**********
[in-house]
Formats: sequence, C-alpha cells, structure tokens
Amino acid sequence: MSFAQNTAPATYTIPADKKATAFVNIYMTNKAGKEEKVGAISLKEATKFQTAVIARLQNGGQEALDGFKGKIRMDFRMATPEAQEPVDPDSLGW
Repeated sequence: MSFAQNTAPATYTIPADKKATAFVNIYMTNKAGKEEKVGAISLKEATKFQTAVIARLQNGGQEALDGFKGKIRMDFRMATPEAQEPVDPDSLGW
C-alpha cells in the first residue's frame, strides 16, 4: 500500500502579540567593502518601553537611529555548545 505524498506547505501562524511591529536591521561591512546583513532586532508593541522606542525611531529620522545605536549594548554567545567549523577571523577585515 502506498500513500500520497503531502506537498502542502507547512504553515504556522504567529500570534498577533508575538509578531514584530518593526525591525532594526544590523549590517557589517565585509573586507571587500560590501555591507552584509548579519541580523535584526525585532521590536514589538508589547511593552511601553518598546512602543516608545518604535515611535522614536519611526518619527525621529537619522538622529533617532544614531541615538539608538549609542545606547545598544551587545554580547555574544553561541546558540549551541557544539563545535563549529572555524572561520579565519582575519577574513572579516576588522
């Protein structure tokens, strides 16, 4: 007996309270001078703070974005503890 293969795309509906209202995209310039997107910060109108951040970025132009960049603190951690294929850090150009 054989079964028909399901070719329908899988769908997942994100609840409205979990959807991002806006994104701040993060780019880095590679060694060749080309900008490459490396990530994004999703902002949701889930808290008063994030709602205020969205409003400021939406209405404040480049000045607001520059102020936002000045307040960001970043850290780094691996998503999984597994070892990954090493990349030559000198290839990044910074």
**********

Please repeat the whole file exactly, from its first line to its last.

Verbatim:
[in-house]
Formats: sequence, C-alpha cells, structure tokens
Amino acid sequence: MSFAQNTAPATYTIPADKKATAFVNIYMTNKAGKEEKVGAISLKEATKFQTAVIARLQNGGQEALDGFKGKIRMDFRMATPEAQEPVDPDSLGW
Repeated sequence: MSFAQNTAPATYTIPADKKATAFVNIYMTNKAGKEEKVGAISLKEATKFQTAVIARLQNGGQEALDGFKGKIRMDFRMATPEAQEPVDPDSLGW
C-alpha cells in the first residue's frame, strides 16, 4: 500500500502579540567593502518601553537611529555548545 505524498506547505501562524511591529536591521561591512546583513532586532508593541522606542525611531529620522545605536549594548554567545567549523577571523577585515 502506498500513500500520497503531502506537498502542502507547512504553515504556522504567529500570534498577533508575538509578531514584530518593526525591525532594526544590523549590517557589517565585509573586507571587500560590501555591507552584509548579519541580523535584526525585532521590536514589538508589547511593552511601553518598546512602543516608545518604535515611535522614536519611526518619527525621529537619522538622529533617532544614531541615538539608538549609542545606547545598544551587545554580547555574544553561541546558540549551541557544539563545535563549529572555524572561520579565519582575519577574513572579516576588522
């Protein structure tokens, strides 16, 4: 007996309270001078703070974005503890 293969795309509906209202995209310039997107910060109108951040970025132009960049603190951690294929850090150009 054989079964028909399901070719329908899988769908997942994100609840409205979990959807991002806006994104701040993060780019880095590679060694060749080309900008490459490396990530994004999703902002949701889930808290008063994030709602205020969205409003400021939406209405404040480049000045607001520059102020936002000045307040960001970043850290780094691996998503999984597994070892990954090493990349030559000198290839990044910074």